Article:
Sunday, April 10, 2011

Tucson Glass Festival

The Tucson Glass Festival was held from April 8-10, 2011 to celebrate art in glass. Originally the show was planned to be national but too many participants canceled after Arizona passed its racist anti-immigration law earlier in the year, so the organizers soldiered on with a local festival, and it was intimate and successful (from the point of view of a consumer of it, anyway).

There were tours of the Sonoran Glass Art Academy, which included demonstrations and instruction, with plenty of “product” for sale in the galleries, and likewise at the Philabaum glass studio and gallery, and other galleries around town.

A special highlight was a demonstration of technique by the brothers de la Torre, Einar and Jamex, originally of Guadalajara, now living and working in Esenada, Mexico and San Diego. They worked at Tom Philabaum’s studio in Tucson to produce a fantastic, life-sized glass head in their signature style of cartoonish, colorful, ironic, and witty construction that the three of them had designed the night before in the Ethiopian restaurant across the street from the studio.

The brothers were assisted by Tom Philabaum and a team of experienced glassworkers. The two-hour project was fascinating and almost medieval in its exercise of techniques that go back many centuries. I asked Tom Philabaum about the absence of safety equipment. All those bare arms and legs look awfully vulnerable moving around glass at fourteen hundred degrees, I said. But he replied, "I would rather work naked. You have to be able to feel the heat from the glass to know what it is doing." The man is clearly one with his material!

The glass bust that emerged was grotesquely beautiful, pinkish, as if its scalp had been removed, and decorated with something like a crown of laurels, except they were prickly pear pads, and topped with a sort of Mohawk haircut that made the whole thing reminiscent of a conquistador. It’s gaping mouth displayed the words “Baja Rizona.” Why not “Baja Arizona?” someone asked. Because, Jamex said, the two middle “A’s” are combined to one, and then it sounds like somebody is laughing, “Ha-ha, Rizona!” That is the kind of weird, eccentric humor the de la Torre brothers are known for.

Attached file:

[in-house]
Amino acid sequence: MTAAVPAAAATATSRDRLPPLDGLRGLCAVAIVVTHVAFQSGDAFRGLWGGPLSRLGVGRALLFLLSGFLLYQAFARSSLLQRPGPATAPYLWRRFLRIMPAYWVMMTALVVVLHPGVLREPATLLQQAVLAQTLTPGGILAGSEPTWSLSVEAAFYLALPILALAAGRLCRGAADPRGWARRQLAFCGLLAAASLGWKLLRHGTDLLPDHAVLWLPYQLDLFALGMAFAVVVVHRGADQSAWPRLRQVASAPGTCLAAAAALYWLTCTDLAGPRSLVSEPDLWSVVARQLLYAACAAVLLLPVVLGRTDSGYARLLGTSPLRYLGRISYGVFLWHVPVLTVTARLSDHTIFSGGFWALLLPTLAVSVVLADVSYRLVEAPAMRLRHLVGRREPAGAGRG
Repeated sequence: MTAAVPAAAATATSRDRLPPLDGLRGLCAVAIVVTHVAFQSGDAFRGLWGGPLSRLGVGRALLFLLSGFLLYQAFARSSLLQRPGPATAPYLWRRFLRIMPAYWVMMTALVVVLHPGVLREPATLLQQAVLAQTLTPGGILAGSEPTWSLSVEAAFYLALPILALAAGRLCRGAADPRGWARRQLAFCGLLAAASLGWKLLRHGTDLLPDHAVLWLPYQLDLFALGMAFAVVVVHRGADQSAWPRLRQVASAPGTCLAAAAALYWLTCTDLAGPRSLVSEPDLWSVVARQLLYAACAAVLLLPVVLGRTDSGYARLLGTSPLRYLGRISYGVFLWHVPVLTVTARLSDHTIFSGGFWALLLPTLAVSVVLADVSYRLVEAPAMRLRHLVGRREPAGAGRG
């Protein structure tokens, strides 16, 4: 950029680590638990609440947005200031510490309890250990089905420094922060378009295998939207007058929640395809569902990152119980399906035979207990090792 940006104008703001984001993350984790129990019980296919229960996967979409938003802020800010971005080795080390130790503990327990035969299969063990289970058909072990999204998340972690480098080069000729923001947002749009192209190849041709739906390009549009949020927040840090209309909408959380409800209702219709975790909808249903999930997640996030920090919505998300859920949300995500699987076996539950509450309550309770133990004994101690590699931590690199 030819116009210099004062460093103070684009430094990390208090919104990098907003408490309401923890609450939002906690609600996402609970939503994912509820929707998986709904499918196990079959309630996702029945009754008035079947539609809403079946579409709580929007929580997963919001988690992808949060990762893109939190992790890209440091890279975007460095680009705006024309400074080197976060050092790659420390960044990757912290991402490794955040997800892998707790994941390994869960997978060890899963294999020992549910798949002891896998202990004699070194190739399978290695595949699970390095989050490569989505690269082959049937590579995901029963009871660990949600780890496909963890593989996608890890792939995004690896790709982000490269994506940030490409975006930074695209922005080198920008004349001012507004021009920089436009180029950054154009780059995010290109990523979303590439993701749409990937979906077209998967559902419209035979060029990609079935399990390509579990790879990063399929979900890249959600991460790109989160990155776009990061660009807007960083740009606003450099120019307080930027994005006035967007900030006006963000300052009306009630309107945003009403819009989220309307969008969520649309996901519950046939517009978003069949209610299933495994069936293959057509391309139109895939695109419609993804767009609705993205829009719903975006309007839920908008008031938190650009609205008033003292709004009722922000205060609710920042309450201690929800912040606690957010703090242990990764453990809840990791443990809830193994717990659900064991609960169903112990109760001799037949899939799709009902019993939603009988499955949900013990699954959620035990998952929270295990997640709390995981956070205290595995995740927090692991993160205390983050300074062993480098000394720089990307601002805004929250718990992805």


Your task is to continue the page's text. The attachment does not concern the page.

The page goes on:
The brothers have a major show now at the Tucson Museum of Art, called Borderlandia. It is a show that has traveled through the west, perhaps elsewhere. It presents a wide range of colorful glass pieces, some free-standing, some wall mounted, some animated by electric motors and videos; all of them baroquely elaborate, immensely intricate, and stuffed full of “found” trinkets and souvenirs culled from dollar stores. Some of their iconography is serious, tragicomically cultural, religious, and bitingly political, and some of it is just plain goofy fun.

The work highlights, overall, ethnic commonalities and differences among people living along the southwest border. They use images from Mexico, American pop culture, the Mayas and the Aztecs, and even some pre-Columbian images. Juxtaposition is their preferred method for making narrative comments, such as by filling a traditional religious altar with pop-culture icons and images of politicians. The show is overflowing with political and cultural meaning, but it is also a huge dose of eye-candy and a magnificent display of the glass artist’s craft.

The bizarre bust that the brothers made for the Glass Festival demonstration ended up looking something like a Spanish Conquistador who plays in a punk rock band in a Day of the Dead celebration. It was hastily stuffed into the annealing oven before it could be thoroughly appreciated, but even so, the artists asked the small crowd of observers if there were any early bids for it. The bidding stalled out at $2,000, but at least it was an open.

I’m not sure when the formal bidding for it is, but they said they would not be surprised to see $7,000. Proceeds benefit the nonprofit Sonoran Glass Art Academy’s Youth Development Program.

Viva el vidrio!

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